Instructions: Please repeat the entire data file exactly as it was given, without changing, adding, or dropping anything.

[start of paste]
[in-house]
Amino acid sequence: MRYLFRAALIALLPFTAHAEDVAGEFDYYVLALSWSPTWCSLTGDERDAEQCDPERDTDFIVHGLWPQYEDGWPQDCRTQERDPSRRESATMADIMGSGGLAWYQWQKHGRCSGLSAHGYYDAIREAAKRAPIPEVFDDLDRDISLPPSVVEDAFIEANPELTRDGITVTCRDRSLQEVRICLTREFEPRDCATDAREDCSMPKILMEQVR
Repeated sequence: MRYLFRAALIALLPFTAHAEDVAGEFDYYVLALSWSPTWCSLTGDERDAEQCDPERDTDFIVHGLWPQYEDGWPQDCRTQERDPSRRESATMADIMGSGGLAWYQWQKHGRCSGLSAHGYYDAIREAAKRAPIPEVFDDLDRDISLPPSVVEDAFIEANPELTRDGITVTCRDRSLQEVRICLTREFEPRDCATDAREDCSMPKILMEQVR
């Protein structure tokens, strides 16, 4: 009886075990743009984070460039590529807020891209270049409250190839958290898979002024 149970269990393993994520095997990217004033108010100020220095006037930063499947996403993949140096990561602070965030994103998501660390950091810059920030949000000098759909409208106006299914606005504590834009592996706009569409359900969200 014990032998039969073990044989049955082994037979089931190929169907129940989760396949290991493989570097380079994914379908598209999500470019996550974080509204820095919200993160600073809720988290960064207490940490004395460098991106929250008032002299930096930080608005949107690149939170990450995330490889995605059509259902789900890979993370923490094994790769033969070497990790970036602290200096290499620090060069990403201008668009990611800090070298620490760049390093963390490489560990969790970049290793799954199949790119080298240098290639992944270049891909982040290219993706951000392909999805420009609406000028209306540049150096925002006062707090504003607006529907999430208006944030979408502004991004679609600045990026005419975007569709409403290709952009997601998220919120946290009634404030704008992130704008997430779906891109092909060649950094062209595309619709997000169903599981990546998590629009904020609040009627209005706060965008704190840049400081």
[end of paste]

[in-house]
Amino acid sequence: MRYLFRAALIALLPFTAHAEDVAGEFDYYVLALSWSPTWCSLTGDERDAEQCDPERDTDFIVHGLWPQYEDGWPQDCRTQERDPSRRESATMADIMGSGGLAWYQWQKHGRCSGLSAHGYYDAIREAAKRAPIPEVFDDLDRDISLPPSVVEDAFIEANPELTRDGITVTCRDRSLQEVRICLTREFEPRDCATDAREDCSMPKILMEQVR
Repeated sequence: MRYLFRAALIALLPFTAHAEDVAGEFDYYVLALSWSPTWCSLTGDERDAEQCDPERDTDFIVHGLWPQYEDGWPQDCRTQERDPSRRESATMADIMGSGGLAWYQWQKHGRCSGLSAHGYYDAIREAAKRAPIPEVFDDLDRDISLPPSVVEDAFIEANPELTRDGITVTCRDRSLQEVRICLTREFEPRDCATDAREDCSMPKILMEQVR
């Protein structure tokens, strides 16, 4: 009886075990743009984070460039590529807020891209270049409250190839958290898979002024 149970269990393993994520095997990217004033108010100020220095006037930063499947996403993949140096990561602070965030994103998501660390950091810059920030949000000098759909409208106006299914606005504590834009592996706009569409359900969200 014990032998039969073990044989049955082994037979089931190929169907129940989760396949290991493989570097380079994914379908598209999500470019996550974080509204820095919200993160600073809720988290960064207490940490004395460098991106929250008032002299930096930080608005949107690149939170990450995330490889995605059509259902789900890979993370923490094994790769033969070497990790970036602290200096290499620090060069990403201008668009990611800090070298620490760049390093963390490489560990969790970049290793799954199949790119080298240098290639992944270049891909982040290219993706951000392909999805420009609406000028209306540049150096925002006062707090504003607006529907999430208006944030979408502004991004679609600045990026005419975007569709409403290709952009997601998220919120946290009634404030704008992130704008997430779906891109092909060649950094062209595309619709997000169903599981990546998590629009904020609040009627209005706060965008704190840049400081």